Positive Outlooks Reported for Single-Family, Multi-Family and Remodeling Efforts

September 27th, 2022 by Travis Rains

The Fenestration and Glazing Industry Alliance (FGIA) Hybrid Fall Conference continued on Tuesday, Sept. 27 with Michael Collins of EquiNova Capital Partners LLC, updating attendees on the construction and remodeling outlook for 2022. While the National Association of Home Builders (NAHB) projects decreases in single-family housing starts in the years to come, Collins says those who are “getting after it” are likely to find that the market is “strong and pretty busy.”

When COVID-19 hit in 2020, it resulted in a strong performance for single-family housing starts as people sought additional space. Collins says that trend continued into 2021, which also saw a “very strong” market. But for 2022, NAHB projects a 13% decrease in the single-family market.

“I was really surprised by that number because everybody we’re talking to is running just as strong and has as big of a backlog as they’ve had in years,” Collins says, noting that an additional 8% decrease is projected for 2023. “But, again, I think it’s going to be the kind of year that for the people in the industry who are out there getting after it, it’s not going to feel like we’ve had two malaise years in a row. I think it’s going to feel like it does now, which is pretty strong and pretty busy.”

In 2024, the single-family market could see activity in league with a few years ago with more than a million homes constructed.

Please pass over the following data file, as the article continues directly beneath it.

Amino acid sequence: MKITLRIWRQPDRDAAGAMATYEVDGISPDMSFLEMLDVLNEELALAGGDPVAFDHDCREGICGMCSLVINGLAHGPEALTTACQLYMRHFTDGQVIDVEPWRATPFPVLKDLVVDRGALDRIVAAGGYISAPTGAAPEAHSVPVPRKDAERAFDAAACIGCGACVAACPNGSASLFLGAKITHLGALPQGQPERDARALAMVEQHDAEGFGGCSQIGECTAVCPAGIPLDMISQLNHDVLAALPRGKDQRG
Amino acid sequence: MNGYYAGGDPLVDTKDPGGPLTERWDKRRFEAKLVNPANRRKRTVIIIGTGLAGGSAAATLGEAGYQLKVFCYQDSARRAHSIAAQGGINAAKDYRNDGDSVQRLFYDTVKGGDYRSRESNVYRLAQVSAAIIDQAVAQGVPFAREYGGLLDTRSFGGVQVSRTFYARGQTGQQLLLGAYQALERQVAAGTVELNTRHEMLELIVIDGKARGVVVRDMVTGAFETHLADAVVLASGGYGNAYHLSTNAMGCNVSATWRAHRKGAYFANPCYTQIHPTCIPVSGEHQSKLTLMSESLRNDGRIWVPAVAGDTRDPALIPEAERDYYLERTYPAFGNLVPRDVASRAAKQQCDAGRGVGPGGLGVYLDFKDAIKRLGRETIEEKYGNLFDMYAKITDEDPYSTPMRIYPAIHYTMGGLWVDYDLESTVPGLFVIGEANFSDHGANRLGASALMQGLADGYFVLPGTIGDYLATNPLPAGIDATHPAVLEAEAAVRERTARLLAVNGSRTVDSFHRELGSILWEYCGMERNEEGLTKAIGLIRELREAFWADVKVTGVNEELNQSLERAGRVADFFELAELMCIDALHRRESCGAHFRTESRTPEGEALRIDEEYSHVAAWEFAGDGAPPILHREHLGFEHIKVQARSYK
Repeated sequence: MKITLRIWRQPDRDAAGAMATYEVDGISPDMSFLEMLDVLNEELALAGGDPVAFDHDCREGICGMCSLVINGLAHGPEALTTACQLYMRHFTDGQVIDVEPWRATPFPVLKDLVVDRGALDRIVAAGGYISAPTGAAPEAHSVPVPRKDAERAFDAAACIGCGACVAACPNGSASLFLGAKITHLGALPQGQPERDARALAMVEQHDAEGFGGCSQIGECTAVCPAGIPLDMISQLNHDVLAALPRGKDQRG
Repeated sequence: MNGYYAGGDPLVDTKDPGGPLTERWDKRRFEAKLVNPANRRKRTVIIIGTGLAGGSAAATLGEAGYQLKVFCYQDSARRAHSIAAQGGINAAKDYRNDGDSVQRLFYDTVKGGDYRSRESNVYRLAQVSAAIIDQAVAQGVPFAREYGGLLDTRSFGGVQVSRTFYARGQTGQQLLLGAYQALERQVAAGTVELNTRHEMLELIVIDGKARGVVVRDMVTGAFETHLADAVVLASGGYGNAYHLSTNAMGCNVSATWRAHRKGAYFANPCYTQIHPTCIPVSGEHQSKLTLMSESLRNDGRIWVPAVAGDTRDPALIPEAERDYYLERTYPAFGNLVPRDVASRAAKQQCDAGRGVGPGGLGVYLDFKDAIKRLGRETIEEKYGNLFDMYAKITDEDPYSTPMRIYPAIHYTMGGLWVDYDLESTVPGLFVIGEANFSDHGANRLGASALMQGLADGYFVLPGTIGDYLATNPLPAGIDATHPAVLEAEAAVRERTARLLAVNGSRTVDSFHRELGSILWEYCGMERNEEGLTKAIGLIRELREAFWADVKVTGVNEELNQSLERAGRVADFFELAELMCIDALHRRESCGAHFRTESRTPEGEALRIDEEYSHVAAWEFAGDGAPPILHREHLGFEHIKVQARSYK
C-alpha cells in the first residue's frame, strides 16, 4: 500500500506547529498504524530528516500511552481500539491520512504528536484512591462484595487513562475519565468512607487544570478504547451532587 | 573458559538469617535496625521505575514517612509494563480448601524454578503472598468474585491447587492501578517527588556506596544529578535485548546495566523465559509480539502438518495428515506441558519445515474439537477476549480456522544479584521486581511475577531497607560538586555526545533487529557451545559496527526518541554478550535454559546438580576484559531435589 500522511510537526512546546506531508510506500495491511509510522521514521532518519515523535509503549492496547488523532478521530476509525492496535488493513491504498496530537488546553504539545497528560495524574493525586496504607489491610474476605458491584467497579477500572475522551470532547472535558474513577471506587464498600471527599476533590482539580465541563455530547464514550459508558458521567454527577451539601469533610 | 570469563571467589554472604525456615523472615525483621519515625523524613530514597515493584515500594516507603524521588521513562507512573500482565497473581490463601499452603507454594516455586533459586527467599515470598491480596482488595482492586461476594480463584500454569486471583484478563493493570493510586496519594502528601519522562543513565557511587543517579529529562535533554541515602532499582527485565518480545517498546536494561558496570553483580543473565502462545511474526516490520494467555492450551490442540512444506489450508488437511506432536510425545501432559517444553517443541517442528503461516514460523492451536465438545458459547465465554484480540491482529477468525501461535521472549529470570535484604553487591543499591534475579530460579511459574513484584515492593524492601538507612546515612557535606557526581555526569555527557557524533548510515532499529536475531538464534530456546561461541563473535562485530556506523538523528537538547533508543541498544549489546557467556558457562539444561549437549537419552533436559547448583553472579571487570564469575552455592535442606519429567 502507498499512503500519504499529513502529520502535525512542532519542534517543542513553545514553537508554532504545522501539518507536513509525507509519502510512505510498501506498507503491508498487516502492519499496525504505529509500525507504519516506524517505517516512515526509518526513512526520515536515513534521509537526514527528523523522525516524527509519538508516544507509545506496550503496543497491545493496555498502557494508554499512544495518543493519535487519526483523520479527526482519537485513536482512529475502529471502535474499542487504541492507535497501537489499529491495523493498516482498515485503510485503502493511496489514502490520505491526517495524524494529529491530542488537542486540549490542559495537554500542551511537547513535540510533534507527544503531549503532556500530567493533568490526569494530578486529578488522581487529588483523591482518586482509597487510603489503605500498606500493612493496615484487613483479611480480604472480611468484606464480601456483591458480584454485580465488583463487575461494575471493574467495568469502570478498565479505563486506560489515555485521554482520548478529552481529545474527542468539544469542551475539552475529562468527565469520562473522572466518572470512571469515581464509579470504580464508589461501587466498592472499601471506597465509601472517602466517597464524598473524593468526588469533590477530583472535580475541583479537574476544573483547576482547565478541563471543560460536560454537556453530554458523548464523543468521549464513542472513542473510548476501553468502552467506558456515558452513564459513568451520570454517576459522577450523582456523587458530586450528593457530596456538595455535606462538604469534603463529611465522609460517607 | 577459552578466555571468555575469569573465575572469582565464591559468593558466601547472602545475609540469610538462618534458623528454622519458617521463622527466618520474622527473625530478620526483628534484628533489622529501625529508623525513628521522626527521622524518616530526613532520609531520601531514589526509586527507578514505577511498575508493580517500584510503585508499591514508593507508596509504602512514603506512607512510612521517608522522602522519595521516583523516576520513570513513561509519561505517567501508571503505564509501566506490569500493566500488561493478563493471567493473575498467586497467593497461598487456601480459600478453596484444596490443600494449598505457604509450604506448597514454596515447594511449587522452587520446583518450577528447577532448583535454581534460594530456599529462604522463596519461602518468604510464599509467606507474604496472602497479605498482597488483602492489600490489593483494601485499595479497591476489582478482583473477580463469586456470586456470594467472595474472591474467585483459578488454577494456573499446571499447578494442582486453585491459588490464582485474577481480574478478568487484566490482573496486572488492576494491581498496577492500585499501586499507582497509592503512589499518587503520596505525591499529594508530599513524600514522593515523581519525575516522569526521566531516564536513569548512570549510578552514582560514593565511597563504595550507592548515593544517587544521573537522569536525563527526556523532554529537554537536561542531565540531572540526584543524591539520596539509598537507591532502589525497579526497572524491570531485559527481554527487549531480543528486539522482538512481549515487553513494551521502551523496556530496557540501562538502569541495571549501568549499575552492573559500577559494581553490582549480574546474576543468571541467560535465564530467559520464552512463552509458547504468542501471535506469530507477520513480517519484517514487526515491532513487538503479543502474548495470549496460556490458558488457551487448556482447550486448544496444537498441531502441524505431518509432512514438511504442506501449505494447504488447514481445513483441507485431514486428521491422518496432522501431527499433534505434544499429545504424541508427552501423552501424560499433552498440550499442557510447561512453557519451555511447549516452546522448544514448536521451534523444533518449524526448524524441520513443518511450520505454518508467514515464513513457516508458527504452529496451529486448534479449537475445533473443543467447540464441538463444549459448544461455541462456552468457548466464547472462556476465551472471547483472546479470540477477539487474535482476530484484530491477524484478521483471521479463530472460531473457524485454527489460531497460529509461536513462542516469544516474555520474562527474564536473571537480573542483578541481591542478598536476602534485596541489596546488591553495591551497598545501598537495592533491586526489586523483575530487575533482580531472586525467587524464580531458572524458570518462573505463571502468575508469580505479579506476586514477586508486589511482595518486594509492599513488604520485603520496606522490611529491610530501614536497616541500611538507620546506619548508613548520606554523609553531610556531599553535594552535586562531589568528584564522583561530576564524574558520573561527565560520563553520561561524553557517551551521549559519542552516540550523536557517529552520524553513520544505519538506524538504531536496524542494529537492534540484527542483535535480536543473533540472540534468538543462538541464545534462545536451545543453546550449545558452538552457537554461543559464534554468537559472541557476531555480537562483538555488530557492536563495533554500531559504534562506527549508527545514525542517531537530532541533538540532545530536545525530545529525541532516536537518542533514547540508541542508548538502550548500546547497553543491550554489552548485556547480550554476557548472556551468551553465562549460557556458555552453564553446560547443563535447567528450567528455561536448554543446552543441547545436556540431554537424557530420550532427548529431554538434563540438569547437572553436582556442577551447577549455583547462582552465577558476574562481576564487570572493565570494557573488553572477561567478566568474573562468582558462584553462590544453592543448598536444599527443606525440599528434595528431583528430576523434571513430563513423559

Collins also addressed the state of multi-family construction. 2022, he says, has been a great year for multi-family construction because of rising interest rates and increased lumber prices. Collins says people don’t want to get less home for their money with the increased price of lumber. Those factors have resulted in potential home buyers opting for multi-family living as they wait to see what happens with rates and prices in the years to come.

While lumber prices are currently lower than they’ve been in 18 months to two years, rising interest rates remain a factor. Therefore, multi-family construction is projected to continue to do well.

“We’re so spoiled by strong growth that when we see slower growth we tend to grumble,” Collins says of the classic growth at a slower rate projected for residential remodeling. “But residential remodeling this year will grow 7%, and is projected to grow 6% and then 4% in the next two years.”

And homeowners are also spending more for their remodeling efforts.

“Homeowners that have made the decision to stay put are now throwing money at remodeling. Whether it’s overhead doors or windows and doors, they’re willing to pay a lot of money to have things just the way they want,” Collins says. “When they know they’re going to stay put and it’s a longer-term investment for them, they’re paying up. I’m confident that’s what’s driving a lot of these remodeling numbers.”

Collins’ presentation also covered the macroeconomic backdrop including possible recession considerations, key trends affecting the industry, and the state of mergers and acquisitions. Stay tuned for further coverage of not only Collins’ report but upcoming FGIA seminars through Wednesday, Sept. 28.

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